Chardonnay was grown on 5 separate sites, all within 2km of the winery. Clonal selection was 80% clone 76 and 20% clone 95. The idea of blending the sites is to build complexity and richness from slightly different terroirs. Gentle, whole-cluster pressing of the fruit into horizontal stainless steel tanks where fermentation starts with indigenous yeasts from each individual vineyard block. Fermenting juice was then transferred to 500L French oak barrels to complete ferment. The new oak component being 25%, the rest being 2nd, 3rd, 4th fill or older. Larger format barrels are used as a medium for better oak integration. Wine spent 10 months in oak before being transferred to stainless steel, on lees for an additional two months. The wine was bottled unfined and unfiltered with a minimum sulphur dose before bottling.
David Lawrason , WineAlign
The 2016 has all the great linearity, tension and complexity of its predecessors. Expect very lifted, piquant aromas of flint, toast, apple and lemon, so well woven that they are actually hard to distinguish. It is light to medium bodied, with great acidity and the same sense of cohesion and grip on the palate, plus that unrelenting finish. Great minerality here. Tasted April 2018
County chardonnay was grown on 5 separate sites, all within 2km of the winery. We blend the sites to build complexity and richness from slightly different terroirs. The wine started fermentation in horizontal stainless steel tanks and finished in 500L French Oak barrels. The new oak component being approximately 30%. Larger format barrels are used as a medium for better oak integration. The wine went sulfur free for a year and was bottle unfined and unfiltered.
John Szabo MS , WineAlign
From four sites all around the winery. Aged in predominantly 500l barrels, of which around 1/3 were new. Malo didn't totally finish after four months in tank (sitting at warm temperatures no less), yet this was still bottled unfiltered. "We rolled the dice" says Hardie, in reference to the risks of refermentation, but this appears completely stable; there were small additions of SO2 at bottling. This has the steely edge of the County, crystalline, with an unusual honeyed edge (for Hardie) at this early stage. Wood is a minor factor, with an intense lick of limestone. Excellent length and depth. I love the minty freshness and the life and crackling energy here. 800 cases made. Tasted December 2016.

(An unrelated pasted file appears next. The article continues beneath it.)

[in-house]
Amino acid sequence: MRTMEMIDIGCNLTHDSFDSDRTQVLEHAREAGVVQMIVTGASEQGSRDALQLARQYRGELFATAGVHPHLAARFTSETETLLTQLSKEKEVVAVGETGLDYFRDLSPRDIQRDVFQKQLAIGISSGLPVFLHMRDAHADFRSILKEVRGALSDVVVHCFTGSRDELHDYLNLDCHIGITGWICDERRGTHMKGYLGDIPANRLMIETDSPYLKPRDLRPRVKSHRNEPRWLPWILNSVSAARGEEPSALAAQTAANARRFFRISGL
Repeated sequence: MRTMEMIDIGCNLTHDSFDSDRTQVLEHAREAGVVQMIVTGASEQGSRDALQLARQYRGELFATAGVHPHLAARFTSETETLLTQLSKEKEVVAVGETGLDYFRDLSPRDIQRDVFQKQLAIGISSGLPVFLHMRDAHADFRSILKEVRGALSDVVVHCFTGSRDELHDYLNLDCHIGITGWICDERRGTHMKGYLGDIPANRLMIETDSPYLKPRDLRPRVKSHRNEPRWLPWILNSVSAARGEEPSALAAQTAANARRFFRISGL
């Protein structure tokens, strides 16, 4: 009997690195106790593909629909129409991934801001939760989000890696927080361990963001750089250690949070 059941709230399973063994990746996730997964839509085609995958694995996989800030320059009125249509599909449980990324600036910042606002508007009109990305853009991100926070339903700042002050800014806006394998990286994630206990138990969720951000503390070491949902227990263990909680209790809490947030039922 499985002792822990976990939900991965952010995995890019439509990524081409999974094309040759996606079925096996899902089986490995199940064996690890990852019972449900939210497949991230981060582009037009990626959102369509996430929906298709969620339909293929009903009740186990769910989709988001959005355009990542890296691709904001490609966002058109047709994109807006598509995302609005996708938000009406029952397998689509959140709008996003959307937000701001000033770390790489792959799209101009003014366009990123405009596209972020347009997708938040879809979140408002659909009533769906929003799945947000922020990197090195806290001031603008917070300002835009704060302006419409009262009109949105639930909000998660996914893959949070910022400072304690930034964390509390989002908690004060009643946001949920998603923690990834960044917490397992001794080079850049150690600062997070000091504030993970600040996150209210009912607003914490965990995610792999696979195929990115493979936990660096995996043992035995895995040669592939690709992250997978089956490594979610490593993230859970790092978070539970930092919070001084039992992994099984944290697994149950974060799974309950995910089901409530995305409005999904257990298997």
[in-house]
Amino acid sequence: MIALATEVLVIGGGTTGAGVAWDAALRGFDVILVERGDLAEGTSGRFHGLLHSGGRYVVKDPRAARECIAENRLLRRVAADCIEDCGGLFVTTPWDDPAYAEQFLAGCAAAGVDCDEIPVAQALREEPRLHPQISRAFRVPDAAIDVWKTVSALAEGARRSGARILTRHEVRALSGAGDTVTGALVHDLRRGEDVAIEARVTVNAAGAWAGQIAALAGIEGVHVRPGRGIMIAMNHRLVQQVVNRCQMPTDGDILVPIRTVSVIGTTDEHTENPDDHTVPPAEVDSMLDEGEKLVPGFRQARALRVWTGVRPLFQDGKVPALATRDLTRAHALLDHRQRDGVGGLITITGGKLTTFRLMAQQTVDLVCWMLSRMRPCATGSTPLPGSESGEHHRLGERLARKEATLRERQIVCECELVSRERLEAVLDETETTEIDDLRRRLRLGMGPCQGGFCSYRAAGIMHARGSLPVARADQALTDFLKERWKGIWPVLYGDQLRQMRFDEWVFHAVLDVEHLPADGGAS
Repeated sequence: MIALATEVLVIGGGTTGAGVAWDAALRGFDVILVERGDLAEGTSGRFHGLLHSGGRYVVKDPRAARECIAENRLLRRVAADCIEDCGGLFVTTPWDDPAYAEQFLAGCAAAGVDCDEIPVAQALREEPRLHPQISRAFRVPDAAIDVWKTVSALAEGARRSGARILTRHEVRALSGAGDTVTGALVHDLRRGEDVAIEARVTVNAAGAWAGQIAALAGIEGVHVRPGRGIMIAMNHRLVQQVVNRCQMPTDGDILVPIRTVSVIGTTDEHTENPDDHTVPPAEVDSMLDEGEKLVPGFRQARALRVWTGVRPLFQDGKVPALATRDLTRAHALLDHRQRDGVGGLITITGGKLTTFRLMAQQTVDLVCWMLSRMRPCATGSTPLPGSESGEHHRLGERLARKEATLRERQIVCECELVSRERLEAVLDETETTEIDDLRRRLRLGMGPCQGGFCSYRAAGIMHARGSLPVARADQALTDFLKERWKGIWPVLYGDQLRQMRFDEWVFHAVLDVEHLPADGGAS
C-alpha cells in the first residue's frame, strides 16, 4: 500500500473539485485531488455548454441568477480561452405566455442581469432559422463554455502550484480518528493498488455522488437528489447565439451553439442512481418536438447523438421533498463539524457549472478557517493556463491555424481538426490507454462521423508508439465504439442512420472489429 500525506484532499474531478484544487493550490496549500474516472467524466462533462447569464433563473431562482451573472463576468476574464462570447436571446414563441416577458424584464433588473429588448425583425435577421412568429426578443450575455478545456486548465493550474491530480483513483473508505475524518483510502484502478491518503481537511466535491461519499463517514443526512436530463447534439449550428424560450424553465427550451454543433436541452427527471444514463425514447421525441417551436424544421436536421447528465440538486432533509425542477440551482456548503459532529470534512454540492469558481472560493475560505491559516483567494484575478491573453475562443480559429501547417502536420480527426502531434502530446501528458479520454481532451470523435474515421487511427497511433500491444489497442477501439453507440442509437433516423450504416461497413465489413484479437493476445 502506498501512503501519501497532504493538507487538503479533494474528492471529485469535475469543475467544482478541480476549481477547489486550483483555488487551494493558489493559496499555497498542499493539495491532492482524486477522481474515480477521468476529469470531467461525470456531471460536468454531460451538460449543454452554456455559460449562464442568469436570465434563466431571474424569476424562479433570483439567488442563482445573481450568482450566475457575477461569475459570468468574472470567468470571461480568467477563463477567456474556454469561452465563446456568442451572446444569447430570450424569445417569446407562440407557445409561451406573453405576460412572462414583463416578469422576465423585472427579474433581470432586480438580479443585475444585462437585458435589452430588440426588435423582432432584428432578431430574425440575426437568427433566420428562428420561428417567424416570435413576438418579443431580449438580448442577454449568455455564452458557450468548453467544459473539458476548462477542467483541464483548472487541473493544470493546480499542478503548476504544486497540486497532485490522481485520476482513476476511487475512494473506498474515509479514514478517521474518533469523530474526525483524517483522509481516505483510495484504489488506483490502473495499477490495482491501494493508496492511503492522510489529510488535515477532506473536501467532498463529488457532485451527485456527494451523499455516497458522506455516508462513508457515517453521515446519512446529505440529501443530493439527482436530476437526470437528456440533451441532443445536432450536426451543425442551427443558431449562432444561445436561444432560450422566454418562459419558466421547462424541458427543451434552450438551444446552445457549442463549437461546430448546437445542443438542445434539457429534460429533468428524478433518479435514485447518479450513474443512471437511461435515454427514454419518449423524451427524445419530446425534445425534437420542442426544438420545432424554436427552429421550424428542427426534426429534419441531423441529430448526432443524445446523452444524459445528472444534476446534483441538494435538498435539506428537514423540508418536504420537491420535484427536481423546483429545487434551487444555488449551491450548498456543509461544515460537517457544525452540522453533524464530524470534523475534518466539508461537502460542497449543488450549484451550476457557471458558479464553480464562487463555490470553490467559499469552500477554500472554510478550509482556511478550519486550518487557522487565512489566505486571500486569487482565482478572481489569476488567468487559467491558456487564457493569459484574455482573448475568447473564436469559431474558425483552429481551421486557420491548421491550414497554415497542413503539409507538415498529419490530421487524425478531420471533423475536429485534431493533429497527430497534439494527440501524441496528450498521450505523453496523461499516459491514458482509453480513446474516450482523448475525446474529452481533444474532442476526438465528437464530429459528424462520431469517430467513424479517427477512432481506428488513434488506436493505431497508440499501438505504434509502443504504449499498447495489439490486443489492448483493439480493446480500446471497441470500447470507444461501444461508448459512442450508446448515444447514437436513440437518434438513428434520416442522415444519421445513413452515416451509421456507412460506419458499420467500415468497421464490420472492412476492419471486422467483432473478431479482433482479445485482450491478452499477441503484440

Chardonnay was grown on 5 separate sites, all within 2km of the winery. Clonal selection was 80% clone 76 and 20% clone 95. The idea of blending the sites is to build complexity and richness from slightly different terroirs. The wine started fermentation in horizontal stainless steel tanks and finished in primarily 500L French Oak barrels. The new oak component being approximately 30%. Larger format barrels are used as a medium for better oak integration. The wine went sulphur free for a year and was bottle unfined and unfiltered.
100% County fruit, about half of which is estate-grown, harvested in mid-September. Our County Chardonnay went through a wild fermentation that started in tank and finished in French oak, half the barrels being 228 l and the other half 500 l barrels. After fermentation the wine was aged in barrel for 10 months on original lees. Natural malolactic fermentation followed by a minimal sulphur addition when taken out of barrel in late July. Bottled unfiltered and unfined.